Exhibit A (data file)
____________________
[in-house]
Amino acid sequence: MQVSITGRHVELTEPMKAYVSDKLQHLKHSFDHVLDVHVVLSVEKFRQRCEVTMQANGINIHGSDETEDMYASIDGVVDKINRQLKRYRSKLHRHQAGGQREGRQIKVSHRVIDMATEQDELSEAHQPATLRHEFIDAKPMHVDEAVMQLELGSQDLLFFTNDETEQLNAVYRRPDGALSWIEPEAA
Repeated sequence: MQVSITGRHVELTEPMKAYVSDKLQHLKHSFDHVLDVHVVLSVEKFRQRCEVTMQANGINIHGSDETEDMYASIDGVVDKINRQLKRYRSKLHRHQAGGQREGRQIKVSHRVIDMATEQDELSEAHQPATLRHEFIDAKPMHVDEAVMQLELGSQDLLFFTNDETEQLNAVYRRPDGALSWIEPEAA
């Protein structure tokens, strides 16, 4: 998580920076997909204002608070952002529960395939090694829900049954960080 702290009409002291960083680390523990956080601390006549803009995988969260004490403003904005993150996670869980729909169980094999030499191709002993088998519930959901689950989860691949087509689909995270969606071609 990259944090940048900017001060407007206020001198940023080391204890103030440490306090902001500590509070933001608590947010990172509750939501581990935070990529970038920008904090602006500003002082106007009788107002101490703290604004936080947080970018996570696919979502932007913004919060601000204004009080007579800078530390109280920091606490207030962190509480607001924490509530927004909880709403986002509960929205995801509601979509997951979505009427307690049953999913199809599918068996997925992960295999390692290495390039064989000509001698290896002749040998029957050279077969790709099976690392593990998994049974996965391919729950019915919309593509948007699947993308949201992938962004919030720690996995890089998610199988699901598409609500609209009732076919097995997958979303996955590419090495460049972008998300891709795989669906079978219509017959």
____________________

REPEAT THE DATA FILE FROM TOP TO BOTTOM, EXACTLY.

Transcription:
[in-house]
Amino acid sequence: MQVSITGRHVELTEPMKAYVSDKLQHLKHSFDHVLDVHVVLSVEKFRQRCEVTMQANGINIHGSDETEDMYASIDGVVDKINRQLKRYRSKLHRHQAGGQREGRQIKVSHRVIDMATEQDELSEAHQPATLRHEFIDAKPMHVDEAVMQLELGSQDLLFFTNDETEQLNAVYRRPDGALSWIEPEAA
Repeated sequence: MQVSITGRHVELTEPMKAYVSDKLQHLKHSFDHVLDVHVVLSVEKFRQRCEVTMQANGINIHGSDETEDMYASIDGVVDKINRQLKRYRSKLHRHQAGGQREGRQIKVSHRVIDMATEQDELSEAHQPATLRHEFIDAKPMHVDEAVMQLELGSQDLLFFTNDETEQLNAVYRRPDGALSWIEPEAA
């Protein structure tokens, strides 16, 4: 998580920076997909204002608070952002529960395939090694829900049954960080 702290009409002291960083680390523990956080601390006549803009995988969260004490403003904005993150996670869980729909169980094999030499191709002993088998519930959901689950989860691949087509689909995270969606071609 990259944090940048900017001060407007206020001198940023080391204890103030440490306090902001500590509070933001608590947010990172509750939501581990935070990529970038920008904090602006500003002082106007009788107002101490703290604004936080947080970018996570696919979502932007913004919060601000204004009080007579800078530390109280920091606490207030962190509480607001924490509530927004909880709403986002509960929205995801509601979509997951979505009427307690049953999913199809599918068996997925992960295999390692290495390039064989000509001698290896002749040998029957050279077969790709099976690392593990998994049974996965391919729950019915919309593509948007699947993308949201992938962004919030720690996995890089998610199988699901598409609500609209009732076919097995997958979303996955590419090495460049972008998300891709795989669906079978219509017959």